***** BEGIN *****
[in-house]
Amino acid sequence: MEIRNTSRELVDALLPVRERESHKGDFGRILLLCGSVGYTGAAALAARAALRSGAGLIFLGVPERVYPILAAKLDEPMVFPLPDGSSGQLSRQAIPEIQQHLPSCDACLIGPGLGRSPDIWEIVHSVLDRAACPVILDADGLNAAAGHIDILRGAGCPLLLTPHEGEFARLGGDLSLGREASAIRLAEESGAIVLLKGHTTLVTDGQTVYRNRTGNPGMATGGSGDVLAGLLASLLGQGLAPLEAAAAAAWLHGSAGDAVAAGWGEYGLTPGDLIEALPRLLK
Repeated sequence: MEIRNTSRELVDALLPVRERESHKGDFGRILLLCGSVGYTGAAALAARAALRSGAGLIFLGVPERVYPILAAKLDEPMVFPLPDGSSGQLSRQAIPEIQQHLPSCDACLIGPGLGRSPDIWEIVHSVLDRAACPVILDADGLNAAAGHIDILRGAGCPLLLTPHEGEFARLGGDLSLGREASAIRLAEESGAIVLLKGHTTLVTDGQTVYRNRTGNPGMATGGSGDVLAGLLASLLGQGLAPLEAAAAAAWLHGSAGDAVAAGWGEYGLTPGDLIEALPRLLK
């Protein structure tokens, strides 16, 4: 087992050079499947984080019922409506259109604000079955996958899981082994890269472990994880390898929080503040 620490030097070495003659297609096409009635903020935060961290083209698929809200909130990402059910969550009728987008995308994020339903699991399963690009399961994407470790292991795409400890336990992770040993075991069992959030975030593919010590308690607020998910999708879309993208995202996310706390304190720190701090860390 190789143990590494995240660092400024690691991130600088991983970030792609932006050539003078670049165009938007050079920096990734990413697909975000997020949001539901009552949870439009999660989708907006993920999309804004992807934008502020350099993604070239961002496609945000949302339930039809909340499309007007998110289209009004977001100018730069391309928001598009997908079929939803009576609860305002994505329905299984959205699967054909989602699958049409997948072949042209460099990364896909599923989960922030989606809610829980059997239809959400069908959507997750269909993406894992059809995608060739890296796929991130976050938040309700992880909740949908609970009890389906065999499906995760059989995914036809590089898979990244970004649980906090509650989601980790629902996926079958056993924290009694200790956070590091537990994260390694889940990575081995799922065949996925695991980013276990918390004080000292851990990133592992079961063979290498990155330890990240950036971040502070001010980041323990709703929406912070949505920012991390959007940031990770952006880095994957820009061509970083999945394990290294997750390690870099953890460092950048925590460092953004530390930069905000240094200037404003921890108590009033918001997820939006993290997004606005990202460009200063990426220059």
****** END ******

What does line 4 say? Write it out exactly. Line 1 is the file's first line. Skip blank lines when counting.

């Protein structure tokens, strides 16, 4: 087992050079499947984080019922409506259109604000079955996958899981082994890269472990994880390898929080503040 620490030097070495003659297609096409009635903020935060961290083209698929809200909130990402059910969550009728987008995308994020339903699991399963690009399961994407470790292991795409400890336990992770040993075991069992959030975030593919010590308690607020998910999708879309993208995202996310706390304190720190701090860390 190789143990590494995240660092400024690691991130600088991983970030792609932006050539003078670049165009938007050079920096990734990413697909975000997020949001539901009552949870439009999660989708907006993920999309804004992807934008502020350099993604070239961002496609945000949302339930039809909340499309007007998110289209009004977001100018730069391309928001598009997908079929939803009576609860305002994505329905299984959205699967054909989602699958049409997948072949042209460099990364896909599923989960922030989606809610829980059997239809959400069908959507997750269909993406894992059809995608060739890296796929991130976050938040309700992880909740949908609970009890389906065999499906995760059989995914036809590089898979990244970004649980906090509650989601980790629902996926079958056993924290009694200790956070590091537990994260390694889940990575081995799922065949996925695991980013276990918390004080000292851990990133592992079961063979290498990155330890990240950036971040502070001010980041323990709703929406912070949505920012991390959007940031990770952006880095994957820009061509970083999945394990290294997750390690870099953890460092950048925590460092953004530390930069905000240094200037404003921890108590009033918001997820939006993290997004606005990202460009200063990426220059």